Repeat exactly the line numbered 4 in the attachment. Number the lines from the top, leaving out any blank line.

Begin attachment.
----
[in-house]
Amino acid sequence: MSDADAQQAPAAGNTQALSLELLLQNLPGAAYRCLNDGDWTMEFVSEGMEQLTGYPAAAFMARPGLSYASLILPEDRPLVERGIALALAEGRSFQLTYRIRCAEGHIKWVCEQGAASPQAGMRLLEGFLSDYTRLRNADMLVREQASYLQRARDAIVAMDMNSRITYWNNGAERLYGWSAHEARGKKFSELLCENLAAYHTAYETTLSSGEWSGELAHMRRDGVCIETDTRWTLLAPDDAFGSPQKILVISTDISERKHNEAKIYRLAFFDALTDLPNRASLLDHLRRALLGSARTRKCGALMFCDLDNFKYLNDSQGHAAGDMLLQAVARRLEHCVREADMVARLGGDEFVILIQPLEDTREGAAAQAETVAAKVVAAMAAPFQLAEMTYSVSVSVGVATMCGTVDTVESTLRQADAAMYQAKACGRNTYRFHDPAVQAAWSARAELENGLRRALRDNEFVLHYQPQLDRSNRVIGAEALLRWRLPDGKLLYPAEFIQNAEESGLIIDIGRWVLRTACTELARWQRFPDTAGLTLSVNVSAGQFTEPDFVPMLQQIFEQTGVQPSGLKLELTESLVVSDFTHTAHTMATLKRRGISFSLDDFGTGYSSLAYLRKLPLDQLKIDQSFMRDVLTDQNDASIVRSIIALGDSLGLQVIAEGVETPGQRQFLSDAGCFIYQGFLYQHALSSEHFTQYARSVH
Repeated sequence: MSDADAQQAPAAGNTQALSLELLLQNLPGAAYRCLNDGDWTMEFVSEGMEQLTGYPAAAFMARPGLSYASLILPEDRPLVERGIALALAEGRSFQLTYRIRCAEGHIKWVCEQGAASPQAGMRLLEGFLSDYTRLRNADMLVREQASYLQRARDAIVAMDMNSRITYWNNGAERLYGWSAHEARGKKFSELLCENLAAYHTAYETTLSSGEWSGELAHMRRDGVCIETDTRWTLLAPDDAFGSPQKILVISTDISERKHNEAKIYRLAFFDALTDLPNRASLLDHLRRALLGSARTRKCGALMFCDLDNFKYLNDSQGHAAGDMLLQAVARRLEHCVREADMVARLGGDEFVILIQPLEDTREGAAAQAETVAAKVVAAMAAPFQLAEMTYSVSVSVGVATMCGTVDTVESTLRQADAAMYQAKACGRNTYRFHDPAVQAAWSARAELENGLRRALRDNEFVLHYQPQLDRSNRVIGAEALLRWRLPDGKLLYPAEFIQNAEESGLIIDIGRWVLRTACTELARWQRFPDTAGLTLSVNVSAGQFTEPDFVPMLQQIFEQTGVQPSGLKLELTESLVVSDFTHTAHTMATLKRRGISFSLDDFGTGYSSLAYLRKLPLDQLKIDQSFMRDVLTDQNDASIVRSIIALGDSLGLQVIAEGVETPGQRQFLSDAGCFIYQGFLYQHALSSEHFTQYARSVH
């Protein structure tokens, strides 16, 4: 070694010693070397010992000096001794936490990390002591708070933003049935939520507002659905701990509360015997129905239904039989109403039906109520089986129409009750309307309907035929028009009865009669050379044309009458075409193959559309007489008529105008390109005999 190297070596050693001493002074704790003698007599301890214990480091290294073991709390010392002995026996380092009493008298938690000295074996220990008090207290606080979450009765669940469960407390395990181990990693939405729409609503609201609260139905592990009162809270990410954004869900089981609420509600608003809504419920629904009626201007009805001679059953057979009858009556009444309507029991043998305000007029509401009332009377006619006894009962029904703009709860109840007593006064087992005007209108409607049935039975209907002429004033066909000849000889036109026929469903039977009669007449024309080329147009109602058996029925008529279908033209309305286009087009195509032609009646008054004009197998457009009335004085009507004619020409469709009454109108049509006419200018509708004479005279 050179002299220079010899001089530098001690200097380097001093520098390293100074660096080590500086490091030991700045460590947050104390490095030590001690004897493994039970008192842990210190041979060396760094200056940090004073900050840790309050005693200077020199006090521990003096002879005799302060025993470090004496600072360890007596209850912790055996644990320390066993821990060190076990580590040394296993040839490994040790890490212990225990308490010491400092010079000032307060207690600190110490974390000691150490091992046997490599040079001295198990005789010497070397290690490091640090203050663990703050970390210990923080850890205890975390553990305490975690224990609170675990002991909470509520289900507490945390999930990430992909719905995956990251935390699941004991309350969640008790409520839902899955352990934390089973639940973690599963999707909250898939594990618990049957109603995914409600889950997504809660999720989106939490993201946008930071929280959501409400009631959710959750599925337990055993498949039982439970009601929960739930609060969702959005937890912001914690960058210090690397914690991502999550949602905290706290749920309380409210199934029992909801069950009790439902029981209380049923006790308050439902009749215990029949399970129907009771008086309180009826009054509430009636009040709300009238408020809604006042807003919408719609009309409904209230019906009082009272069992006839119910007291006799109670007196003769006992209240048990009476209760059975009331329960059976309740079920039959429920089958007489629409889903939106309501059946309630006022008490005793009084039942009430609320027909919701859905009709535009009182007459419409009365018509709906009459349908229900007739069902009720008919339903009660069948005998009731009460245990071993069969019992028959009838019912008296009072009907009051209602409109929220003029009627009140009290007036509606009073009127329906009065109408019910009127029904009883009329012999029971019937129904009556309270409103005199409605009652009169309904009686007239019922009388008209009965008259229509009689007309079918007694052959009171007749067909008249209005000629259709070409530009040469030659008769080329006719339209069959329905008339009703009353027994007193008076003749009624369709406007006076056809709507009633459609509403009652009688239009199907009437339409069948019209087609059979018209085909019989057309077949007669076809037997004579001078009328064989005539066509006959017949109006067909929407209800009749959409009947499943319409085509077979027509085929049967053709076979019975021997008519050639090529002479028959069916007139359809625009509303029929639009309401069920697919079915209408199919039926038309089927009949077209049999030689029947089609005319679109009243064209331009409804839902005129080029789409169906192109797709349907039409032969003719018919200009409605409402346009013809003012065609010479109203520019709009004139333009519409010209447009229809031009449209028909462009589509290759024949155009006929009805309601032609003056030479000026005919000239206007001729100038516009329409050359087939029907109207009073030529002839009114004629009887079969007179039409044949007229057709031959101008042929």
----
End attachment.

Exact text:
């Protein structure tokens, strides 16, 4: 070694010693070397010992000096001794936490990390002591708070933003049935939520507002659905701990509360015997129905239904039989109403039906109520089986129409009750309307309907035929028009009865009669050379044309009458075409193959559309007489008529105008390109005999 190297070596050693001493002074704790003698007599301890214990480091290294073991709390010392002995026996380092009493008298938690000295074996220990008090207290606080979450009765669940469960407390395990181990990693939405729409609503609201609260139905592990009162809270990410954004869900089981609420509600608003809504419920629904009626201007009805001679059953057979009858009556009444309507029991043998305000007029509401009332009377006619006894009962029904703009709860109840007593006064087992005007209108409607049935039975209907002429004033066909000849000889036109026929469903039977009669007449024309080329147009109602058996029925008529279908033209309305286009087009195509032609009646008054004009197998457009009335004085009507004619020409469709009454109108049509006419200018509708004479005279 050179002299220079010899001089530098001690200097380097001093520098390293100074660096080590500086490091030991700045460590947050104390490095030590001690004897493994039970008192842990210190041979060396760094200056940090004073900050840790309050005693200077020199006090521990003096002879005799302060025993470090004496600072360890007596209850912790055996644990320390066993821990060190076990580590040394296993040839490994040790890490212990225990308490010491400092010079000032307060207690600190110490974390000691150490091992046997490599040079001295198990005789010497070397290690490091640090203050663990703050970390210990923080850890205890975390553990305490975690224990609170675990002991909470509520289900507490945390999930990430992909719905995956990251935390699941004991309350969640008790409520839902899955352990934390089973639940973690599963999707909250898939594990618990049957109603995914409600889950997504809660999720989106939490993201946008930071929280959501409400009631959710959750599925337990055993498949039982439970009601929960739930609060969702959005937890912001914690960058210090690397914690991502999550949602905290706290749920309380409210199934029992909801069950009790439902029981209380049923006790308050439902009749215990029949399970129907009771008086309180009826009054509430009636009040709300009238408020809604006042807003919408719609009309409904209230019906009082009272069992006839119910007291006799109670007196003769006992209240048990009476209760059975009331329960059976309740079920039959429920089958007489629409889903939106309501059946309630006022008490005793009084039942009430609320027909919701859905009709535009009182007459419409009365018509709906009459349908229900007739069902009720008919339903009660069948005998009731009460245990071993069969019992028959009838019912008296009072009907009051209602409109929220003029009627009140009290007036509606009073009127329906009065109408019910009127029904009883009329012999029971019937129904009556309270409103005199409605009652009169309904009686007239019922009388008209009965008259229509009689007309079918007694052959009171007749067909008249209005000629259709070409530009040469030659008769080329006719339209069959329905008339009703009353027994007193008076003749009624369709406007006076056809709507009633459609509403009652009688239009199907009437339409069948019209087609059979018209085909019989057309077949007669076809037997004579001078009328064989005539066509006959017949109006067909929407209800009749959409009947499943319409085509077979027509085929049967053709076979019975021997008519050639090529002479028959069916007139359809625009509303029929639009309401069920697919079915209408199919039926038309089927009949077209049999030689029947089609005319679109009243064209331009409804839902005129080029789409169906192109797709349907039409032969003719018919200009409605409402346009013809003012065609010479109203520019709009004139333009519409010209447009229809031009449209028909462009589509290759024949155009006929009805309601032609003056030479000026005919000239206007001729100038516009329409050359087939029907109207009073030529002839009114004629009887079969007179039409044949007229057709031959101008042929």